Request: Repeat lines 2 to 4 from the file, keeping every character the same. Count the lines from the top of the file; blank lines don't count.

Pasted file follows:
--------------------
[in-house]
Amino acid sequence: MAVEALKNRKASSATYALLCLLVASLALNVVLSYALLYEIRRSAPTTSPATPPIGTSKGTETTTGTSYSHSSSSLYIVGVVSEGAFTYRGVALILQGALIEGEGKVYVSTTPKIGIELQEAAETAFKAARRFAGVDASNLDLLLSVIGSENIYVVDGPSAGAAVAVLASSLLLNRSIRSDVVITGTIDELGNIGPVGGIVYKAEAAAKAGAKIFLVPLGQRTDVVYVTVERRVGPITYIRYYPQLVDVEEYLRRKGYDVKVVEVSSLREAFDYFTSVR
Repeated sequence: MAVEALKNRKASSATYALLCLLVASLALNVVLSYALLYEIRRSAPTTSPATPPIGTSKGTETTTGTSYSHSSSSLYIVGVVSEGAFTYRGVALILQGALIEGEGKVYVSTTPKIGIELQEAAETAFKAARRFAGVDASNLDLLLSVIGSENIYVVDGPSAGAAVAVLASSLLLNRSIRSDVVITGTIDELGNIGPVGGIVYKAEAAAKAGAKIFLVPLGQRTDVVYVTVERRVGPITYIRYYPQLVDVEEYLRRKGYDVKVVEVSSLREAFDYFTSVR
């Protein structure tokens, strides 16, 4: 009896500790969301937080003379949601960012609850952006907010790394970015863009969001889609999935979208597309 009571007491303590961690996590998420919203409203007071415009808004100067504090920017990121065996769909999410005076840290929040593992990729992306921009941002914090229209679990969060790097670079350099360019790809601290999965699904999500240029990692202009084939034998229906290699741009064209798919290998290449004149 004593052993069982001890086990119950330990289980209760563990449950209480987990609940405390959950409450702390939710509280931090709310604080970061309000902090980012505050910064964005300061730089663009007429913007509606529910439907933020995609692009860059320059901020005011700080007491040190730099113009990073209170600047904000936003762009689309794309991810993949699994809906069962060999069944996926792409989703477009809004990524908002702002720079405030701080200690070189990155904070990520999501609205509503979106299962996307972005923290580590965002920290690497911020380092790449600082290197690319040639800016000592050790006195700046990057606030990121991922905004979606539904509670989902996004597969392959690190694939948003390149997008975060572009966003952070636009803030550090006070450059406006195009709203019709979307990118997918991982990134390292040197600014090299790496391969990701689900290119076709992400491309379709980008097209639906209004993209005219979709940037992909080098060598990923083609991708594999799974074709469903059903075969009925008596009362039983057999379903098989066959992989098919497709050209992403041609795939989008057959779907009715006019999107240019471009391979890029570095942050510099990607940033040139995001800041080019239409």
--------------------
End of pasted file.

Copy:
Amino acid sequence: MAVEALKNRKASSATYALLCLLVASLALNVVLSYALLYEIRRSAPTTSPATPPIGTSKGTETTTGTSYSHSSSSLYIVGVVSEGAFTYRGVALILQGALIEGEGKVYVSTTPKIGIELQEAAETAFKAARRFAGVDASNLDLLLSVIGSENIYVVDGPSAGAAVAVLASSLLLNRSIRSDVVITGTIDELGNIGPVGGIVYKAEAAAKAGAKIFLVPLGQRTDVVYVTVERRVGPITYIRYYPQLVDVEEYLRRKGYDVKVVEVSSLREAFDYFTSVR
Repeated sequence: MAVEALKNRKASSATYALLCLLVASLALNVVLSYALLYEIRRSAPTTSPATPPIGTSKGTETTTGTSYSHSSSSLYIVGVVSEGAFTYRGVALILQGALIEGEGKVYVSTTPKIGIELQEAAETAFKAARRFAGVDASNLDLLLSVIGSENIYVVDGPSAGAAVAVLASSLLLNRSIRSDVVITGTIDELGNIGPVGGIVYKAEAAAKAGAKIFLVPLGQRTDVVYVTVERRVGPITYIRYYPQLVDVEEYLRRKGYDVKVVEVSSLREAFDYFTSVR
């Protein structure tokens, strides 16, 4: 009896500790969301937080003379949601960012609850952006907010790394970015863009969001889609999935979208597309 009571007491303590961690996590998420919203409203007071415009808004100067504090920017990121065996769909999410005076840290929040593992990729992306921009941002914090229209679990969060790097670079350099360019790809601290999965699904999500240029990692202009084939034998229906290699741009064209798919290998290449004149 004593052993069982001890086990119950330990289980209760563990449950209480987990609940405390959950409450702390939710509280931090709310604080970061309000902090980012505050910064964005300061730089663009007429913007509606529910439907933020995609692009860059320059901020005011700080007491040190730099113009990073209170600047904000936003762009689309794309991810993949699994809906069962060999069944996926792409989703477009809004990524908002702002720079405030701080200690070189990155904070990520999501609205509503979106299962996307972005923290580590965002920290690497911020380092790449600082290197690319040639800016000592050790006195700046990057606030990121991922905004979606539904509670989902996004597969392959690190694939948003390149997008975060572009966003952070636009803030550090006070450059406006195009709203019709979307990118997918991982990134390292040197600014090299790496391969990701689900290119076709992400491309379709980008097209639906209004993209005219979709940037992909080098060598990923083609991708594999799974074709469903059903075969009925008596009362039983057999379903098989066959992989098919497709050209992403041609795939989008057959779907009715006019999107240019471009391979890029570095942050510099990607940033040139995001800041080019239409």